Review: Flatfoot 56 – Jungle of the Midwest Sea

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Label: Flicker Records

Released: May 15, 2007

When a band merges punk and Irish folk, the first influence that comes to mind is the Pogues, but Shane McGowan and company were more a folk band with punk attitude. The real origin of the more punk-leaning mixture is the Stiff Little Fingers. While the bands today tend to wear their Irish hearts on the sleeves (despite not actually being from Ireland in many cases) with a bagpipe here or a tin whistle there, the gritty, honest folk nature of their brand of punk rock is what really ties them to the older folk tradition. It is people’s music.

Flatfoot 56 are undoubtedly a punk band and have no small debt to the likes of SLF, but unlike their peers, they owe an even greater debt to the Pogues. They offer more than just a few nods to Irish folk music, with many centered on a tradition that goes back a good many years farther than “Alternative Ulster.” It’s a natural occurrence for Flatfoot 56, because punk itself has much in common spiritually with folk and they run with that instinctively. That being said, Jungle of the Midwest Sea does have its share of Oi singalongs and raw guitar melodies making it dominated as much by punk as it is by folk.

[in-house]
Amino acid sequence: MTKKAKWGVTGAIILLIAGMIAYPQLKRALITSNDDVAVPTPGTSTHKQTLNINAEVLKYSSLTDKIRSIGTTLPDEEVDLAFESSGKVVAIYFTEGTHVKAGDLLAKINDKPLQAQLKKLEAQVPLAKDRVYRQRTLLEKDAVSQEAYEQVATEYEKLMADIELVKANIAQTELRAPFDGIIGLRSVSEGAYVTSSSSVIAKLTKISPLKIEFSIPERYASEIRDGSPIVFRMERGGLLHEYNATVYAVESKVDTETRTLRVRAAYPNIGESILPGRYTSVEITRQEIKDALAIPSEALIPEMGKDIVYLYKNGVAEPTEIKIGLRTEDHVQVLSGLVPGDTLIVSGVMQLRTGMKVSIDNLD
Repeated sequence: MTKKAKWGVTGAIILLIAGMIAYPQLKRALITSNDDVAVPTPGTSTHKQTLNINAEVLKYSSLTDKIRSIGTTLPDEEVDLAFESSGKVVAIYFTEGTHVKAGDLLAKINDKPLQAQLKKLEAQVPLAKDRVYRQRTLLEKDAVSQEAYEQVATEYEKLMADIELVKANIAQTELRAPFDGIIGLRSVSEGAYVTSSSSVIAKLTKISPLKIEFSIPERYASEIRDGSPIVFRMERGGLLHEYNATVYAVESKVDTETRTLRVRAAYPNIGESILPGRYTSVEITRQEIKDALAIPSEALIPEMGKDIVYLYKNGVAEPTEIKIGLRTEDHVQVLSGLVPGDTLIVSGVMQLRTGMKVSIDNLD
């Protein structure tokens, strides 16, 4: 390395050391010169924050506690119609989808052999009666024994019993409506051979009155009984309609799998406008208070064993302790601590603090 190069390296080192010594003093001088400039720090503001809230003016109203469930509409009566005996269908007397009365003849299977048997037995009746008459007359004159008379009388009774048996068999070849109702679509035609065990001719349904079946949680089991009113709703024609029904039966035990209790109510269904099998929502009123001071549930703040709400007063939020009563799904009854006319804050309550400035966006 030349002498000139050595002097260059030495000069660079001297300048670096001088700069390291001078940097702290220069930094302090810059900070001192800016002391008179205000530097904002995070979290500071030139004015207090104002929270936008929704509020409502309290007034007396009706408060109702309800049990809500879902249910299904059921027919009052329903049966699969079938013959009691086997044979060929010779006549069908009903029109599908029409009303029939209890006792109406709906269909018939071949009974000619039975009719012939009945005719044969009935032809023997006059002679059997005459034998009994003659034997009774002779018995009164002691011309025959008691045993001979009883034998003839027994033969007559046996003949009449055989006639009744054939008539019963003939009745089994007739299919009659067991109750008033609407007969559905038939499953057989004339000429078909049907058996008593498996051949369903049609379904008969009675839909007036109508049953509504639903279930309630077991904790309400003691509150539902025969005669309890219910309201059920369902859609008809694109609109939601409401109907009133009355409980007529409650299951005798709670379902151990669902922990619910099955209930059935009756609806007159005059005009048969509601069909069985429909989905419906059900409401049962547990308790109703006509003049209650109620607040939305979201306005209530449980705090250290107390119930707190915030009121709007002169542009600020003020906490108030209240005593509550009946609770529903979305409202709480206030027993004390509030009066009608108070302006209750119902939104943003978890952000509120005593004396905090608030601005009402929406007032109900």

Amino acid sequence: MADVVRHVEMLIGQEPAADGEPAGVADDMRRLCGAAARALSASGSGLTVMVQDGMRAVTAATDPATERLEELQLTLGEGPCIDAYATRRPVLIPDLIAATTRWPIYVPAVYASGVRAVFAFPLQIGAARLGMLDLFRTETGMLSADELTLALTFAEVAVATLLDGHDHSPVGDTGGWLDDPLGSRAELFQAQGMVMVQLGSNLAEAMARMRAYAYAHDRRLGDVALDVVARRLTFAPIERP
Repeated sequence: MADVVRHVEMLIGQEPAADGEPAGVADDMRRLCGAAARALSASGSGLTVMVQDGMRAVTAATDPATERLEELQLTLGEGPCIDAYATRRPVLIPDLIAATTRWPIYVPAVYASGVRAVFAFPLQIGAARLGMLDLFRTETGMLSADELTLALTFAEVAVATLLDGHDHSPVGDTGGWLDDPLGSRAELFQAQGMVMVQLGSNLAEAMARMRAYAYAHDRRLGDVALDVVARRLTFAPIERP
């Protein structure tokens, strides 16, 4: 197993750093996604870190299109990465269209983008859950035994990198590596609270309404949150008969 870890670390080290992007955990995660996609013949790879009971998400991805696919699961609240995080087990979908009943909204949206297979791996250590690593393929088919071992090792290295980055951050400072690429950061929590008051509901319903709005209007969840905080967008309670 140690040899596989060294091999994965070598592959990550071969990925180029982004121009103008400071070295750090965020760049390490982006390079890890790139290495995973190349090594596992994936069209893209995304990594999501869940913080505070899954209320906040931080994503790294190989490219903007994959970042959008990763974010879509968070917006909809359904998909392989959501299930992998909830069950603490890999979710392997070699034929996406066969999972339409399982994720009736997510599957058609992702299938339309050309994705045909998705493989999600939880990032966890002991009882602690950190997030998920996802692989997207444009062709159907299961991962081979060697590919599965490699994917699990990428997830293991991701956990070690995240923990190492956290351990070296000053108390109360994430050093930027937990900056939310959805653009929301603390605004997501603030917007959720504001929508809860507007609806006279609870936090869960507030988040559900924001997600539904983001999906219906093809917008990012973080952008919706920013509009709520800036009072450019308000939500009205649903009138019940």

On “Hoity Toity,” they sing, “There is a struggle between doing what you want and doing your own thing.” Musically, they resolve the struggle, because they do fit into an old, old tradition where singalong choruses encourage a pub-like atmosphere of community. In the process of meeting that tradition, they have indeed found themselves though.

Ratings:
Satriani 6/10
Zappa 6/10
Dylan 7/10
Aretha 8/10
Overall 7/10

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About bobvinyl

bobvinyl, writer and co-editor of No Song is an Island, founded its predecessor, Rock and Roll and Meandering Nonsense (whose archives are found here), in 2005 and served as editor and principal contributor until it went on hiatus in 2010. He has also been published in AMP and Loud Fast Rules! (in print) as well as Glide and FensePost on the web. He has been an avid record collector since he was seven years old and enjoys sharing his love of music from the common to the esoteric.

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